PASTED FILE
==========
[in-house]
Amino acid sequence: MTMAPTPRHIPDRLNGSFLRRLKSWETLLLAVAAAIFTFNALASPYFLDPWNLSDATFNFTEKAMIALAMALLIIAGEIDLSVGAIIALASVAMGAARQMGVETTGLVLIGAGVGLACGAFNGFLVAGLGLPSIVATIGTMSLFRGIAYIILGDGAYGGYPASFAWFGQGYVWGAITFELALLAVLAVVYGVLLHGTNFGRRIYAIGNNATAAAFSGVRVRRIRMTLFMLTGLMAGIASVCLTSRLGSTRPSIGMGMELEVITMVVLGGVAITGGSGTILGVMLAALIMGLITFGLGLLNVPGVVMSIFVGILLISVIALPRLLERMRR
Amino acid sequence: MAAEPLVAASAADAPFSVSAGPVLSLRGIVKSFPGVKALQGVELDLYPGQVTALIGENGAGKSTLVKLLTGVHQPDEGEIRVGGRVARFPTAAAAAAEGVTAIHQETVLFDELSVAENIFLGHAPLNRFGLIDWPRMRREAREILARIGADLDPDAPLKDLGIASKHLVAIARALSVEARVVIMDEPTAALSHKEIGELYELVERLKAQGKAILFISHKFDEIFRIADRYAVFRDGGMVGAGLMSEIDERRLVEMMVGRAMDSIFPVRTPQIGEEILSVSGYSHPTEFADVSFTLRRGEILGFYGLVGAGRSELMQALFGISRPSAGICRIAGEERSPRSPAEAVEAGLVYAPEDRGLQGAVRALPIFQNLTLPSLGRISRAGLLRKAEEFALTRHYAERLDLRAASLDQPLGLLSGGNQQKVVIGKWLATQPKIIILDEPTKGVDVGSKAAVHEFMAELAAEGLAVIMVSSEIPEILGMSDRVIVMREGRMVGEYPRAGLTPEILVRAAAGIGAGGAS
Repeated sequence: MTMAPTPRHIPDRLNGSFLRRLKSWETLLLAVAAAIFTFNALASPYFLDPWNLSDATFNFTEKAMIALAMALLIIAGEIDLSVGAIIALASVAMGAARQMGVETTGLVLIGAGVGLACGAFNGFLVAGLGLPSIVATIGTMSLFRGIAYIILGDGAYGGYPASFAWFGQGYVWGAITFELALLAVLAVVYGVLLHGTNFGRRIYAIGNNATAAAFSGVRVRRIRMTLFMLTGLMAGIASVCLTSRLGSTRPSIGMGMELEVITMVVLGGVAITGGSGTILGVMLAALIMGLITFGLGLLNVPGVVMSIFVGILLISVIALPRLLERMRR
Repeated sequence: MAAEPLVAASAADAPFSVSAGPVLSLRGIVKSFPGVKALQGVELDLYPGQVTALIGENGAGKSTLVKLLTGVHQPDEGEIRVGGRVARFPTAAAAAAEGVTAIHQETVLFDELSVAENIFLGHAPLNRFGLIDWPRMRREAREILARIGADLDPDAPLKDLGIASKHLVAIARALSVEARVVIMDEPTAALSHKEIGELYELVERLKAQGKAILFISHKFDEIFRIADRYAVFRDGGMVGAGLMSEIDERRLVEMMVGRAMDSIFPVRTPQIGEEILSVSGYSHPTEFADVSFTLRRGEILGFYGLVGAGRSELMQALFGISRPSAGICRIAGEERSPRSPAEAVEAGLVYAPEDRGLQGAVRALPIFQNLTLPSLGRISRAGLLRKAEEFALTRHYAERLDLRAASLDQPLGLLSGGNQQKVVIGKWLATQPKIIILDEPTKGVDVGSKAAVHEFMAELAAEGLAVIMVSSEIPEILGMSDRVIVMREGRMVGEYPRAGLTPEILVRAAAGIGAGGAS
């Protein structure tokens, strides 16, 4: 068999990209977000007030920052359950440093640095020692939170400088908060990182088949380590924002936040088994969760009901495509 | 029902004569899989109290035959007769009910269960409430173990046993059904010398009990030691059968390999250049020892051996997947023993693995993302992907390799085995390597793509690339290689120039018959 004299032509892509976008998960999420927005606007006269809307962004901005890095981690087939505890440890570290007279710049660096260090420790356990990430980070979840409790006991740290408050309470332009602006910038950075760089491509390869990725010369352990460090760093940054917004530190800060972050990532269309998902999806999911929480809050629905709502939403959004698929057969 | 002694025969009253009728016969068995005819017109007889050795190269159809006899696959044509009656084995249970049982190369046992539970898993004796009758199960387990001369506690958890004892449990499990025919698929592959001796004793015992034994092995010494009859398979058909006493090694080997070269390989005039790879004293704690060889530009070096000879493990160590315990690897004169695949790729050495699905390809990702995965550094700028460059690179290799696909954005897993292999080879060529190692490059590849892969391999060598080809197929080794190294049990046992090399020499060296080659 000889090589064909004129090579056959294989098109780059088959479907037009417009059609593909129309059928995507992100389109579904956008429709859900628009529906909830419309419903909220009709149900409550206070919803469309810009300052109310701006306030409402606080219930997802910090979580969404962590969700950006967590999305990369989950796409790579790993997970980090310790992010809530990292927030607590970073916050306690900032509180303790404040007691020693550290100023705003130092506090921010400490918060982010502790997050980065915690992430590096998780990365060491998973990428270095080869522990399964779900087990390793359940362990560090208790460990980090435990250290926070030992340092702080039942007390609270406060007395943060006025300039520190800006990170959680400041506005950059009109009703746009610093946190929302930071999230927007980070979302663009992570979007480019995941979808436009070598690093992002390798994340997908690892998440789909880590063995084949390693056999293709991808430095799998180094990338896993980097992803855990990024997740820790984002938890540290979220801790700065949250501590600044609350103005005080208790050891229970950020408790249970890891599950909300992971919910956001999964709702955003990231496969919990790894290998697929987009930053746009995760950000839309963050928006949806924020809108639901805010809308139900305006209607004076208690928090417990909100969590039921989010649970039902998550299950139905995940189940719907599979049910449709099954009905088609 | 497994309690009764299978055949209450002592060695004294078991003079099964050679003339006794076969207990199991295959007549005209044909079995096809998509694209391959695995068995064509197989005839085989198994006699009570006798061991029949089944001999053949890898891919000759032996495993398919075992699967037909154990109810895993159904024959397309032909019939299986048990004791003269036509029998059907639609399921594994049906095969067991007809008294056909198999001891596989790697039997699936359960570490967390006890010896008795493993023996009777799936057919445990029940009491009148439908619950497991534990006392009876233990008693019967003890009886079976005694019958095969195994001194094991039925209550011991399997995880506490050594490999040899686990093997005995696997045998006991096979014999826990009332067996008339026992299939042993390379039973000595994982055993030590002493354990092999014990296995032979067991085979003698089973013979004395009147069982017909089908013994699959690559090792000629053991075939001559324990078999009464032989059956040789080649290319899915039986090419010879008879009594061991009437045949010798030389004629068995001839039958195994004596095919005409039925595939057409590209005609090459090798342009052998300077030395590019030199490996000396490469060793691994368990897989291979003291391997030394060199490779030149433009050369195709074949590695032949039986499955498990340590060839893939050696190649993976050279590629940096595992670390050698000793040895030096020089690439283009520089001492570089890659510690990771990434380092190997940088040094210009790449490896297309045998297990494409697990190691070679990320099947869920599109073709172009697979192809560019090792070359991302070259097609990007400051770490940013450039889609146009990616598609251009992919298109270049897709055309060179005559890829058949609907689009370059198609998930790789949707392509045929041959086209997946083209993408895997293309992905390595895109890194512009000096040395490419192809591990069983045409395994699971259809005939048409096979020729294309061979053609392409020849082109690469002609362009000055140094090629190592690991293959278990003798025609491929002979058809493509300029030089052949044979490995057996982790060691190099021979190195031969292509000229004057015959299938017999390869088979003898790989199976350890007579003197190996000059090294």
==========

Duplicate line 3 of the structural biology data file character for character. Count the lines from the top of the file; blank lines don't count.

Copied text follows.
Amino acid sequence: MAAEPLVAASAADAPFSVSAGPVLSLRGIVKSFPGVKALQGVELDLYPGQVTALIGENGAGKSTLVKLLTGVHQPDEGEIRVGGRVARFPTAAAAAAEGVTAIHQETVLFDELSVAENIFLGHAPLNRFGLIDWPRMRREAREILARIGADLDPDAPLKDLGIASKHLVAIARALSVEARVVIMDEPTAALSHKEIGELYELVERLKAQGKAILFISHKFDEIFRIADRYAVFRDGGMVGAGLMSEIDERRLVEMMVGRAMDSIFPVRTPQIGEEILSVSGYSHPTEFADVSFTLRRGEILGFYGLVGAGRSELMQALFGISRPSAGICRIAGEERSPRSPAEAVEAGLVYAPEDRGLQGAVRALPIFQNLTLPSLGRISRAGLLRKAEEFALTRHYAERLDLRAASLDQPLGLLSGGNQQKVVIGKWLATQPKIIILDEPTKGVDVGSKAAVHEFMAELAAEGLAVIMVSSEIPEILGMSDRVIVMREGRMVGEYPRAGLTPEILVRAAAGIGAGGAS